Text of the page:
Most rookies will spend their first few days as a pro getting to know their new teammates and coaches. For Beau Schmitz, Checkers training camp will be more of a reunion.
Depending on who makes what team, the 21-year-old defenseman could potentially be one of seven Plymouth Whalers alumni on Charlotte's opening night roster. It won't be quite the same as getting called up from a lower-league affiliate, but one imagines it will feel more like that and less like the first day of school.
"Knowing so many guys that I've played with makes it a lot easier and a lot more comfortable," said Schmitz.
Of the Whaler grads in the Carolina Hurricanes organization, Schmitz has played with all but Justin Peters - the oldest of the group who had already turned pro when Schmitz played his first Ontario Hockey League season in 2008-09. Some, like Brett Bellemore and Chris Terry, were teammates for just one season. Others he knows better – he's formed a pairing with Michal Jordan and still goes fishing with fellow Michigan native A.J. Jenks each summer.
He's even taking his defensive partner with him, as Austin Levi, the Hurricanes' third-round pick in 2010, is also turning pro. If that wasn't enough, there are also the two Traverse City rookie tournaments he played in as a member of Hurricanes teams that included many other current Checkers players. The coach of those squads? Charlotte's Jeff Daniels.
It was at those tournaments that Schmitz, one of a few select invites the Hurricanes brought to complement their own group of drafted players, developed the relationships that eventually resulted in his first pro contract.
"It was a great opportunity," he said. "It was a fun time, I got to meet a lot of the guys and it definitely gave me confidence to know that I could play with them."
Still, a formal offer never materialized until after this season – his fourth with the Whalers and second as team captain.
"I didn't get drafted, but (the Hurricanes) told me they were interested in me," he said. "I kept in contact with them and it ended up working out. It was definitely a goal of mine and I'm glad it happened, even though it took me longer than I would have liked."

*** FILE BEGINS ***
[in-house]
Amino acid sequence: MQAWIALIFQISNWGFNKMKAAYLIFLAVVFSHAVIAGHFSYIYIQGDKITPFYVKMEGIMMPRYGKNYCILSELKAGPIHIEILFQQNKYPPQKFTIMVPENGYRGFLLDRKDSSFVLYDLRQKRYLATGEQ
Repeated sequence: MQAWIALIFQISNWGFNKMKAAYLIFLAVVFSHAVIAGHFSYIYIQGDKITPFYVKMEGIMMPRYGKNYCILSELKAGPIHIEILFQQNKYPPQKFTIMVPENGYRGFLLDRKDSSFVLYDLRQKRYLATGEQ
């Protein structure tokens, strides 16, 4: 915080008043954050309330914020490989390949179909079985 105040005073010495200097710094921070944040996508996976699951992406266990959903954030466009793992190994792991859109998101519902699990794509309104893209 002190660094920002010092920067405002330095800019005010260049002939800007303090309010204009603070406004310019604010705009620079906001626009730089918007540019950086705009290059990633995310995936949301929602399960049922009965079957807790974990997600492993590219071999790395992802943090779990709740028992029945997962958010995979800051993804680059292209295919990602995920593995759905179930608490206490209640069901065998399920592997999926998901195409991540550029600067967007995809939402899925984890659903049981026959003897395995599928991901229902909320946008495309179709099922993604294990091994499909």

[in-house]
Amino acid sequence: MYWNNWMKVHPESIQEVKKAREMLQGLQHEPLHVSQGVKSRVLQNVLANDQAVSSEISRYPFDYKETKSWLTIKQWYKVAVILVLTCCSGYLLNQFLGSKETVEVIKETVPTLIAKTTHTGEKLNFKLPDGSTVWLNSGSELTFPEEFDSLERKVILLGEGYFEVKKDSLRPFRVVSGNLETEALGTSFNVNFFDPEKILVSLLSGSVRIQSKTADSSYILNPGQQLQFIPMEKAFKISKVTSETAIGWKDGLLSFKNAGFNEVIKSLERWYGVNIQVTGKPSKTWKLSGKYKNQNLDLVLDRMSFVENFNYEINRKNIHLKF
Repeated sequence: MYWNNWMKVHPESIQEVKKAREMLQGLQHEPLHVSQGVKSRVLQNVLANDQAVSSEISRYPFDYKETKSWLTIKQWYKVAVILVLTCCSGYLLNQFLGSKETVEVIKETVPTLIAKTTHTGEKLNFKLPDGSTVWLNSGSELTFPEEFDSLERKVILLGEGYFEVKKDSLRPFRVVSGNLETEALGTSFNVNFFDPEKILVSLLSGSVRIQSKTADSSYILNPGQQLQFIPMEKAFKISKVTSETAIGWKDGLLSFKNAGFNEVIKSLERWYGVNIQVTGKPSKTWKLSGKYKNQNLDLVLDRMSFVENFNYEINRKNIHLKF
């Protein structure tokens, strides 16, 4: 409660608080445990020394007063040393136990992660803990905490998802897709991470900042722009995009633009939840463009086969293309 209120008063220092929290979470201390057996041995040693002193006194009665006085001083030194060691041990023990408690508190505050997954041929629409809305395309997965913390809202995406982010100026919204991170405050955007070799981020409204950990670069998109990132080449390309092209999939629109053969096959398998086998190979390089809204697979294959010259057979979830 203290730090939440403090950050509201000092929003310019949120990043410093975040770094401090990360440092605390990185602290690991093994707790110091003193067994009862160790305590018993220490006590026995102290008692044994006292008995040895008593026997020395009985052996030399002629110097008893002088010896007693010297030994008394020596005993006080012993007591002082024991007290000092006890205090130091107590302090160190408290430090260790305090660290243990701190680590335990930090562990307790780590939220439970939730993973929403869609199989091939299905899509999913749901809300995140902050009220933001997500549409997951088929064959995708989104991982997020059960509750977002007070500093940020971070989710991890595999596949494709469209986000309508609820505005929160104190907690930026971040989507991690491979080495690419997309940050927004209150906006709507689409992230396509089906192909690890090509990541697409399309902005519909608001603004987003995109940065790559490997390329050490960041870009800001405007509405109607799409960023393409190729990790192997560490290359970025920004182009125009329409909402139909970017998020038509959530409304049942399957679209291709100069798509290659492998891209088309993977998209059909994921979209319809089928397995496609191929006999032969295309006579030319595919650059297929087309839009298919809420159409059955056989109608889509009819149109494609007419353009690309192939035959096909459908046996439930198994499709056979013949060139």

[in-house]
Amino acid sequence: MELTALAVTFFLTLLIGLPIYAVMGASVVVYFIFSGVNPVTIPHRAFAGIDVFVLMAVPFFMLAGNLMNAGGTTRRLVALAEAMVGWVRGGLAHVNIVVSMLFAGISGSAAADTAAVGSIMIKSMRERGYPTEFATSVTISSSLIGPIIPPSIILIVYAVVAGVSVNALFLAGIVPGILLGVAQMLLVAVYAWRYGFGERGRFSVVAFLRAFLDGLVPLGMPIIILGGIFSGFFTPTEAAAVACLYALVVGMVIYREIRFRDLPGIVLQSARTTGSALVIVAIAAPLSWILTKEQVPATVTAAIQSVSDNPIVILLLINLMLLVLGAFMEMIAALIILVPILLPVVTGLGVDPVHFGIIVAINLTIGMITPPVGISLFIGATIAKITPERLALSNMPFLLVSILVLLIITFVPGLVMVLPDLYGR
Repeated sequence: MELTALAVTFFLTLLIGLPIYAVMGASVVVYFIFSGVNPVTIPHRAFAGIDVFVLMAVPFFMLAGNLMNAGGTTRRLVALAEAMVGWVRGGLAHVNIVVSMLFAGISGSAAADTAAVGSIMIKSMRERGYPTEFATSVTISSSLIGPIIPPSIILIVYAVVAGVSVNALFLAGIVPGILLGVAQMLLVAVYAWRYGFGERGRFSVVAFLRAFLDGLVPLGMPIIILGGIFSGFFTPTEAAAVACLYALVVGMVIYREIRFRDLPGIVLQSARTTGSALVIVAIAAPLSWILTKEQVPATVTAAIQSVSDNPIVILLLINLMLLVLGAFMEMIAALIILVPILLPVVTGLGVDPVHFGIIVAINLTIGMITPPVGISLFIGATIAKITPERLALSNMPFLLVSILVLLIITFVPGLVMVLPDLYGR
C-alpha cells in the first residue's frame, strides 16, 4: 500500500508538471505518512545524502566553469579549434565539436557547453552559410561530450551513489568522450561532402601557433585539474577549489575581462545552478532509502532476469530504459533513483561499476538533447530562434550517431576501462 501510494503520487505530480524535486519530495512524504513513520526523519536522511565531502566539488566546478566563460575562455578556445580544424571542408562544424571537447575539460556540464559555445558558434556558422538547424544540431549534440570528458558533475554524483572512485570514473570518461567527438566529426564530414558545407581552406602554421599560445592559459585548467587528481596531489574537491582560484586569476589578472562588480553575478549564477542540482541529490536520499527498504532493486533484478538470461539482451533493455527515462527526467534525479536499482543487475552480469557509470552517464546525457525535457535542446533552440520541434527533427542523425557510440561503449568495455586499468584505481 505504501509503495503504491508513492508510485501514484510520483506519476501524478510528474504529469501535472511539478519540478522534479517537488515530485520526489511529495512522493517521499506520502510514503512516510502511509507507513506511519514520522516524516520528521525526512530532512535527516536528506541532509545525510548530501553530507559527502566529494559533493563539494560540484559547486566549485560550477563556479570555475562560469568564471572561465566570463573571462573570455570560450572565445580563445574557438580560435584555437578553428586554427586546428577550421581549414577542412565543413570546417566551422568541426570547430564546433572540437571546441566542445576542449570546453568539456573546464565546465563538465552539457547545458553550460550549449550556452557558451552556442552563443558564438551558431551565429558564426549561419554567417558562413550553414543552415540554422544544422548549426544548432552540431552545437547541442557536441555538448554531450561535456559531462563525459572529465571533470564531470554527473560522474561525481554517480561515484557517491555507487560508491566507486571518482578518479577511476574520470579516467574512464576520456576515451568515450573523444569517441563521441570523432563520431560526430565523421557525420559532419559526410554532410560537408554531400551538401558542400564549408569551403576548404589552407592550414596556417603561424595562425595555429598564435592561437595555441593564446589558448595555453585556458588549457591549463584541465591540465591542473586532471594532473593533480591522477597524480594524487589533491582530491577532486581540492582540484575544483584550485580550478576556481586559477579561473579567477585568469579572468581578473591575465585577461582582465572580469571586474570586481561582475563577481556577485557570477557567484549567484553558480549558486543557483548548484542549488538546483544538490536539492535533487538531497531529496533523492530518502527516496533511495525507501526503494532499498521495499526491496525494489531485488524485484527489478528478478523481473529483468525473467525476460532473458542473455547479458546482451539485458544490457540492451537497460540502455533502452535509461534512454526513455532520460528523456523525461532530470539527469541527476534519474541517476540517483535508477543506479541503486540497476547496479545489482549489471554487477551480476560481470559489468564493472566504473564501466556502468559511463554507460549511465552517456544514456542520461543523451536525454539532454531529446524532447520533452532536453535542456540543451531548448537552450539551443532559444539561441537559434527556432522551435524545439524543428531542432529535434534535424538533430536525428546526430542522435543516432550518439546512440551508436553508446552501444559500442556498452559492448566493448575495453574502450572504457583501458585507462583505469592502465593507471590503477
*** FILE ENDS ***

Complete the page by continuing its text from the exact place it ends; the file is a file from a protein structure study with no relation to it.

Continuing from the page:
What finally made it possible was something of a breakout that he experienced last season. His scoring totals were always solid, but his 54 points (14g, 40a) in 62 games easily eclipsed the 37 he posted in his rookie year. While that was nice and good for a third-placed tie among all OHL blueliners, improvements to his all-around game were perhaps more important.
"I've always been an offensive defenseman, but my defensive zone could have been a lot better," admitted Schmitz. "I feel like I got better at both this season.
"It was definitely my best year in the OHL," he added. "Coach (Mike) Velluci helped me so much and taught me a lot, and I think I finally became the player I was supposed to be."
Should the NHL lockout continue into the start of the season, Schmitz, like most rookies around the AHL, will have his hands full. With the Hurricanes ensuring that top-end blueliners Justin Faulk, Marc-Andre Gragnani and Bobby Sanguinetti would start the season with the Checkers, that leaves less-experienced players like Schmitz scrambling for spots. Defense will be the most competitive of any position, with 11 players vying for six or seven places on the opening night roster.
If nothing else, Schmitz could at least have the advantage of being able to settle in quickly.